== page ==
All carbon pollution is equal: This is a founding assumption of the UN Climate Convention, because the atmospheric effect of a tonne of carbon dioxide emitted from a smoking tropical tree in Mato Grosso is no different from a tonne billowing from a coal power station in Missouri.
However, you could be forgiven for thinking that carbon pollution from fossil fuels is many more times more damaging when comparing the funding of the fossil – renewables transition to financial backing of zero carbon land use and the fight against deforestation. According to the Food and Land Use Coalition, the funding for forest protection and restoration is around $2.8bn a year from all public and private sources, whereas funding for renewable energy from public sources alone is one hundred times that, at $280bn a year. Similarly, the Climate Policy Initiative calculate that land use gets less than half a percent of all climate finance. This disparity helps explain why we are making big strides in displacing fossil fuels with renewables, but we are not yet winning the battle to protect our last great tropical forests. Despite two decades of courtship the climate policy community has still not tied the knot with the forest policy clan even though tropical forests are a third of the climate solution.
We know what stops tropical deforestation and forest degradation. Amazon fires are back in the headlines, but Brazil led the way in tackling illegal deforestation for over a decade and its four part strategy remains the exemplar other countries are now trying to emulate: (1) formalize land rights for indigenous forest dwellers and create protected areas; (2) ensure state of the art monitoring and strong enforcement of forest law ; (3) secure private sector commitments to end illegal deforestation in the dominant commodity sectors (soybeans and beef sectors in Brazil’s case); and (4) introduce new positive incentives for land owners and communities at the forest frontiers through Payment for Environmental Services (PES). Using this formula Brazil reduced deforestation dramatically, and despite recent setbacks, most of this formula remains in place.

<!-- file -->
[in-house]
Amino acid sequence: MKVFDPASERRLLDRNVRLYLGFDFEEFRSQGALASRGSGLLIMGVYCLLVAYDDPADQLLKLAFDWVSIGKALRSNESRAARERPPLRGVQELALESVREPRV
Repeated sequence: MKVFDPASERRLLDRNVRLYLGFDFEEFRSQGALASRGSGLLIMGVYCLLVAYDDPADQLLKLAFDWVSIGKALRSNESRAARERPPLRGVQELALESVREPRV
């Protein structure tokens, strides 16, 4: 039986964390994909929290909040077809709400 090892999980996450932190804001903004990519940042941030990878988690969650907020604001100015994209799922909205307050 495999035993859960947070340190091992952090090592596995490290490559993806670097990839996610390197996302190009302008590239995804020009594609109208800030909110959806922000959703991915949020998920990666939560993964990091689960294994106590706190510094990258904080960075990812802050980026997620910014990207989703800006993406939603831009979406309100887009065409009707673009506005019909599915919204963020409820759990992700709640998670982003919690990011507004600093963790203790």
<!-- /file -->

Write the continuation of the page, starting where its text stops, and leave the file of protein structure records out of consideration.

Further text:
What has been missing in most tropical forest countries is the scale of finance to overcome the enormous momentum behind ‘deforestation as usual’ where economic incentives mean that land clearance for agriculture or land-grabbing is the default option in most forested landscapes. Despite huge interest from tropical forest countries funding has been too low and too slow. Norway has for many years been the ten-ton giant of forest finance, backing the Amazon fund and forest partnership deals with Liberia, Gabon, and Indonesia, but its money was always intended as a stop gap to bridge to larger flows of forest and carbon finance envisaged by the Bali Climate summit in 2007. So far, it is no more than a trickle. The Food and Land Use Alliance estimate that we need twenty-five times the current quantum of finance to fill the forest finance gap.
The good news is that there is a surge in new commitments to zero carbon from the international commodity sector, whose supply chains are often a big driver of deforestation. Companies like Unilever, Amazon, Nestlé, Alibaba, and Mahindra Group are pledging to slash emissions and are poised to invest an estimated $50bn in nature as a carbon sink. This is driving new interest in sourcing from sustainable landscapes and buying high quality forest carbon credits. It is also bringing hope to tropical forest countries who have been waiting for over a decade for financial backing for their REDD+ plans to reduce deforestation and restore degraded forests.
Some northern world climate advocates will be nervous that it will take pressure off companies and governments to reduce their fossil fuel consumption, but it is possible to protect forests and keep downward pressure on Northern world emissions if we accept that we do not have time to make it an either/or choice. All carbon pollution is equal and if we wait until all fossil carbon is locked away before financing tropical forest protection it will be too late. We will have to use this super summit year to raise the bar on what qualifies as a carbon credit and ensure that they benefit forest frontier communities and the atmosphere. This is the year to finally seal the marriage between carbon reduction and forest protection.
Matthew Spencer is Global Director of Landscapes at IDH – the Sustainable Trade Initiative
This article first appeared on 11 January 2020 on Business Green.